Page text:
Through grief and consolation, what is the best way to honor the memory of a relative who has died? Truly, there are two most appropriate ways.
The first is to make the world around you a better place. Everyone dies with work unfinished. As it is written in tractate Avot, "Yours is not to complete the task, but neither may you desist from it." Most people have embraced a cause in their private or public lives. Supporting that cause with your efforts or your contributions keeps alive the positive impact of a life ended. For most people reading this column, our synagogue is just such a cause. But even some unlikely recipients may be most appropriate. My father often told me of his gratitude to the Salvation Army for the support they gave him and his fellow soldiers during World War II. I make it a point to put money in their pushkes (okay, "kettles") every chance I get.
The second is to make the world inside of you a better place. Each of us bears the imprint of the people in our families. Science has explained much about how genetics affect who we are, and experience (if nothing else) makes clear how much of the past we carry into the future. The best qualities of the people who made an impact upon us can be nurtured in our own lives, in our own ways. Read another book each year to honor an avid reader. Learn your grandmother’s recipe for chocolate babka. Reach for an accomplishment you know would make that person proud. And especially, embrace a Jewish observance to honor someone’s memory.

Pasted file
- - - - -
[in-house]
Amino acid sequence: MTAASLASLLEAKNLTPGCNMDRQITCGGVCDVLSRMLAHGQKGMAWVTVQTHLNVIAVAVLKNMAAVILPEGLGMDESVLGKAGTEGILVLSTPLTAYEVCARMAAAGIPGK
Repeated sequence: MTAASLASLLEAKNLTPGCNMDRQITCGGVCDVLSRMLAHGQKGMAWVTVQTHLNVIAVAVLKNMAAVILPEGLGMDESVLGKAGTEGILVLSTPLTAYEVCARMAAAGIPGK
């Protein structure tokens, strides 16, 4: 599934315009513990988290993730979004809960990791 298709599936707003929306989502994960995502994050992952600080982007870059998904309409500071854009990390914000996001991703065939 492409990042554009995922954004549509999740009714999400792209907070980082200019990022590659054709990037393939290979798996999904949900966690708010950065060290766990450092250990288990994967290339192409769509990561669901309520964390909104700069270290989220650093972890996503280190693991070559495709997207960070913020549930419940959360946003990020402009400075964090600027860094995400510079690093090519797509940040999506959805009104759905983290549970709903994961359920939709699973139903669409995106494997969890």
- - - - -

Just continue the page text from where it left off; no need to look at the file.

I suspect that most of you have known close relatives who do not inspire the kind of gentle memories which might lead to improving the world or the soul. My advice remains the same. Sometimes you continue the work a relative began; sometimes you improve upon it. We know that all the pathologies which afflict the general population afflict the Jews as well. Unhappily, we often cover up the more destructive behaviors out of a sense of embarrassment.
If you were victimized by an abusive relative, God forbid, devote some time to programs which rescue others from this tragic behavior. If your relative was consumed by work at the expense of family, take that extra time you missed and give it to your children or others in need. If your relative did not live up to the ideals of respect for others, dedicate some time to improving relations among people of various backgrounds. You understand how it can work.
And since we know how often the sins of the parents are inadvertently repeated by the children, do that work of self-improvement, too. Counseling is not only for people in crisis. Prayer and reflection can help identify the toxins lurking in your soul. And certainly the antagonisms toward Judaism and God which are so often the legacy of troubled families can be reversed by the attention of the next generation.
Every human being is created in God’s image, which means that part of the work of creation is in every soul. When a death occurs, most always too soon, the renewal of creation is interrupted. We can continue the partnership with God begun in the lives of those whose days have ended by honoring the dead with our efforts – and thus creating our own legacy.